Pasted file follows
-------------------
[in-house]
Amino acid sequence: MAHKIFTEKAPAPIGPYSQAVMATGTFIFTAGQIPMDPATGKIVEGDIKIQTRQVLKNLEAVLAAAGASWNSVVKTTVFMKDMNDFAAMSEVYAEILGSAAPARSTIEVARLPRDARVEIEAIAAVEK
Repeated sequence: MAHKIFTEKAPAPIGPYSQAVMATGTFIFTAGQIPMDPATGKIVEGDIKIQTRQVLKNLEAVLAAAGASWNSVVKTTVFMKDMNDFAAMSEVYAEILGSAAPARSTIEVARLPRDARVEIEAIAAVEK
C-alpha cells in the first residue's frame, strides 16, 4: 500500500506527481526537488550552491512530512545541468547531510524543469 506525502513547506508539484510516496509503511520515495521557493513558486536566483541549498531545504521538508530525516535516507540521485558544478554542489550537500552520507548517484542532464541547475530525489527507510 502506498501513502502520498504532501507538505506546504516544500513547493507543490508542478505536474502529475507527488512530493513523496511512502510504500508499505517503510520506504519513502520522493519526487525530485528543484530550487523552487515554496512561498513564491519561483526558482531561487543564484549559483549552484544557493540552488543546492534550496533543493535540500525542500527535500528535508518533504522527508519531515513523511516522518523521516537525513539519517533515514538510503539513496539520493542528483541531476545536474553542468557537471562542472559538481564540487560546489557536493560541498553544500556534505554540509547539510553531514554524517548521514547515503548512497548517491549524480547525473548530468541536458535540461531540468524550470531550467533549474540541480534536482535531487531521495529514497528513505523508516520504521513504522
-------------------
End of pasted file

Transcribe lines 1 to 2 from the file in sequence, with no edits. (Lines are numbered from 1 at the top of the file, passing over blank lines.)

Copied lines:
[in-house]
Amino acid sequence: MAHKIFTEKAPAPIGPYSQAVMATGTFIFTAGQIPMDPATGKIVEGDIKIQTRQVLKNLEAVLAAAGASWNSVVKTTVFMKDMNDFAAMSEVYAEILGSAAPARSTIEVARLPRDARVEIEAIAAVEK